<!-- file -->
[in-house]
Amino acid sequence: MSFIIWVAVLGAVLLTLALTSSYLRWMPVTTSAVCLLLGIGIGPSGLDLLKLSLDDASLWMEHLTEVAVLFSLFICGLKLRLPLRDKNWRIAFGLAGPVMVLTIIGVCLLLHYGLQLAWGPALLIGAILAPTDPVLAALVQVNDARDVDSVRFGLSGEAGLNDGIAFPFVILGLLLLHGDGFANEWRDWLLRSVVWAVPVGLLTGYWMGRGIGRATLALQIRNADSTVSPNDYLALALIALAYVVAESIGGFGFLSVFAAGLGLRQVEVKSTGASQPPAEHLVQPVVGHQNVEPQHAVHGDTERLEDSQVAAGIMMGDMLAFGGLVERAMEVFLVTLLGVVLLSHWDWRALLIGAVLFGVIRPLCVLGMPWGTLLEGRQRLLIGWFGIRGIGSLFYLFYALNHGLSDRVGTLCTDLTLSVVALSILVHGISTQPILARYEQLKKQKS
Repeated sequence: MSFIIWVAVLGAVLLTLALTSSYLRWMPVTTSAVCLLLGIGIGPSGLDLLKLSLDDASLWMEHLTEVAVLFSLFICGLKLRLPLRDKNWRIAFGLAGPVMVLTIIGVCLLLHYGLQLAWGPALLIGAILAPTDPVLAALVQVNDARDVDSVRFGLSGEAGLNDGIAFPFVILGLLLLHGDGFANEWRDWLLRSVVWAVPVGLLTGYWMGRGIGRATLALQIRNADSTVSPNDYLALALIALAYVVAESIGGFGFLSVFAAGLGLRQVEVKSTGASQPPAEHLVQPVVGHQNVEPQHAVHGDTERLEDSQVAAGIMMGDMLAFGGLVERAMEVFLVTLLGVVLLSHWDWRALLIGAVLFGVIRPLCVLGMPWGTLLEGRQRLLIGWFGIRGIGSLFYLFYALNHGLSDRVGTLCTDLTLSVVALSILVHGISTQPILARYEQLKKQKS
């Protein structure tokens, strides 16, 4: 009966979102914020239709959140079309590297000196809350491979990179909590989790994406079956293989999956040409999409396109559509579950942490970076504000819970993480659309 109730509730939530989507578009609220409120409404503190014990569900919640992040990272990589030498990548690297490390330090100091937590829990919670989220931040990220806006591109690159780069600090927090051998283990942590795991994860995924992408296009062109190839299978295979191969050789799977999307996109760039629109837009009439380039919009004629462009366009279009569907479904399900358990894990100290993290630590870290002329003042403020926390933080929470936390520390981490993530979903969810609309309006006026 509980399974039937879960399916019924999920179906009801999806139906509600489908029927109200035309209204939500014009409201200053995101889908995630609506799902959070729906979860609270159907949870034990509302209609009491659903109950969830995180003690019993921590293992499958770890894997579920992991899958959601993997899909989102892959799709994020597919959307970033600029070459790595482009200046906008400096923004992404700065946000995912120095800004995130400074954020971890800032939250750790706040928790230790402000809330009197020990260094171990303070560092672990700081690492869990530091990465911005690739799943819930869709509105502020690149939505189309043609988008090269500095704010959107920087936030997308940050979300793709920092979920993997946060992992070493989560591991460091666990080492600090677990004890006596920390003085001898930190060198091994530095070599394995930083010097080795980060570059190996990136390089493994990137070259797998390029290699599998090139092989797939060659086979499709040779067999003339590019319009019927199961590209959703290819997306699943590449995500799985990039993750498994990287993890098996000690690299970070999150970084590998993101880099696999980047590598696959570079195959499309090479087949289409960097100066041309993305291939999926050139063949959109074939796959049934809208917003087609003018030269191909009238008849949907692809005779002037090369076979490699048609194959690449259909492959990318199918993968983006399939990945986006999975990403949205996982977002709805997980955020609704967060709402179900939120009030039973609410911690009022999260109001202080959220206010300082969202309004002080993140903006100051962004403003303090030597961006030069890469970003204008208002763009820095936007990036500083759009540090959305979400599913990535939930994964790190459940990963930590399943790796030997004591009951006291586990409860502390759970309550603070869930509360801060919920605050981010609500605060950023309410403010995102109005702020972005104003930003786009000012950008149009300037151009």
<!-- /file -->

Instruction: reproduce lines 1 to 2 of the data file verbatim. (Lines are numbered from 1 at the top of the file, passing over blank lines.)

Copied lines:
[in-house]
Amino acid sequence: MSFIIWVAVLGAVLLTLALTSSYLRWMPVTTSAVCLLLGIGIGPSGLDLLKLSLDDASLWMEHLTEVAVLFSLFICGLKLRLPLRDKNWRIAFGLAGPVMVLTIIGVCLLLHYGLQLAWGPALLIGAILAPTDPVLAALVQVNDARDVDSVRFGLSGEAGLNDGIAFPFVILGLLLLHGDGFANEWRDWLLRSVVWAVPVGLLTGYWMGRGIGRATLALQIRNADSTVSPNDYLALALIALAYVVAESIGGFGFLSVFAAGLGLRQVEVKSTGASQPPAEHLVQPVVGHQNVEPQHAVHGDTERLEDSQVAAGIMMGDMLAFGGLVERAMEVFLVTLLGVVLLSHWDWRALLIGAVLFGVIRPLCVLGMPWGTLLEGRQRLLIGWFGIRGIGSLFYLFYALNHGLSDRVGTLCTDLTLSVVALSILVHGISTQPILARYEQLKKQKS